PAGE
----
Self scheduling is a scheduling methodology that puts the responsibility for the creation of the unit or department schedule on the employees themselves, as opposed to a manager or scheduler making the decision of who works when. Instead of a manager or scheduler making the decision of who works when, available shifts are posted for employees to self-select and swap. The manager then approves the schedule and confirms there are no gaps.
How does it work?
Employees can typically begin self-scheduling on a specific date 2-4 weeks (or more) prior to the posting of the schedule. Employees are presented with a template and instructions on what shifts they may select and how many may be selected. It is common for the manager to set certain minimum guidelines that must be met, such as:
- In any given scheduling period, an employee must work a minimum number of night shifts
- In any given scheduling period, an employee must work a minimum number of weekend shifts
- An employee may not schedule themselves in violation of labour agreement rules, or into an overtime situation.
Employees sometimes do their self-scheduling in a specific order. When all schedules are complete, or after the expiration of the allotted time, the manager ends the self scheduling period and employees cannot select any more shifts. The manager typically has the final say in what shifts are given to which employees. Properly implemented, self-scheduling can provide important benefits to the organization, such as:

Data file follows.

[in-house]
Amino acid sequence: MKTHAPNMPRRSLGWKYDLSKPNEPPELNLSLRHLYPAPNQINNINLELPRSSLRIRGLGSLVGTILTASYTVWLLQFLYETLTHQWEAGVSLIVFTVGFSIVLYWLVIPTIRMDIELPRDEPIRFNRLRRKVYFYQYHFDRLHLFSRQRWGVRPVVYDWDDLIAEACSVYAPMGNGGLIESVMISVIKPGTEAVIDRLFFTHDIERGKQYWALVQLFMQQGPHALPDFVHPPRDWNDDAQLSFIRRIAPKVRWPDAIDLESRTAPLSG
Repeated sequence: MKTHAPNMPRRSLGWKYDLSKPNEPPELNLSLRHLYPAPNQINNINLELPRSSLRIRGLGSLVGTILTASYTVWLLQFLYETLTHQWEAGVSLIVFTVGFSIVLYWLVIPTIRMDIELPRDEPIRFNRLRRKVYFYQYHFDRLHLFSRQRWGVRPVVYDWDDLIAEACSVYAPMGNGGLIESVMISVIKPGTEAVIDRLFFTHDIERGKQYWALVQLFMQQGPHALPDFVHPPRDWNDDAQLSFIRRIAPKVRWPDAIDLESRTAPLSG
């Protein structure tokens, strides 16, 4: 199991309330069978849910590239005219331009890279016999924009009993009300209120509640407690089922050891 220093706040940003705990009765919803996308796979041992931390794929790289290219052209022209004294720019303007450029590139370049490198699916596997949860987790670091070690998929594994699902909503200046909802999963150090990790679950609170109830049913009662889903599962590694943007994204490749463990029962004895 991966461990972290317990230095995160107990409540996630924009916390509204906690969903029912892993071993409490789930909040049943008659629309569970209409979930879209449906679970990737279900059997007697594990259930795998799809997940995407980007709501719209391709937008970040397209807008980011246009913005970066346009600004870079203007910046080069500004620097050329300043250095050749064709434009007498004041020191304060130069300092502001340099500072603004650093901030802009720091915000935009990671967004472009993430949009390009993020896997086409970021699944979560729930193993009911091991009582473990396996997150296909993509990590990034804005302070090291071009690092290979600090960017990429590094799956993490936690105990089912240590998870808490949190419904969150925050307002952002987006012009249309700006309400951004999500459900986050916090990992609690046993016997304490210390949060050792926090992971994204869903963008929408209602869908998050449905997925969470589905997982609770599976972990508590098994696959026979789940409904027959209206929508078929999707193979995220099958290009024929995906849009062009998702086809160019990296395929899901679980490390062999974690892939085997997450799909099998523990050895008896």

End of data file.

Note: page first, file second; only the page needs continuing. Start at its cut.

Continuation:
1. Increased employee satisfaction and retention
When you give employees control of their own work schedules, you are giving them ownership of their work, and ownership of their workplace. Self-scheduling makes scheduling processes more transparent and accessible and less arbitrary and unfair.
Self-scheduling allows employees to arrange their schedules to accommodate their own needs and preferences.
- If Lisa enjoys working with Mary but not with John, Lisa can create her schedule to suit this preference.
- If Mark needs to coordinate his schedule with his wife’s in order to avoid putting their child into day care, he has greater flexibility to do this. He can schedule himself to be off on dates when his wife is working, and to work on dates when his wife is off, thus minimizing childcare expense.
- If Sharon is taking a university course while working full-time, she can schedule her work shifts around her classes.
- Ed wishes to spend more time with his wife. He can coordinate his days off with those of his wife.
In many cases, giving this control to employees can provide significant recruitment and retention benefits to the organization. Employees who enjoy the ability to choose their own work schedule may be reluctant to move to a work environment where they will lose this control and flexibility.
2. Reduced absenteeism
Employees tend to have greater commitment to a schedule that they had a hand in creating. Self-scheduling can reduce voluntary absenteeism and the costs associated with it – overtime, replacement wages and increased use of the staffing office.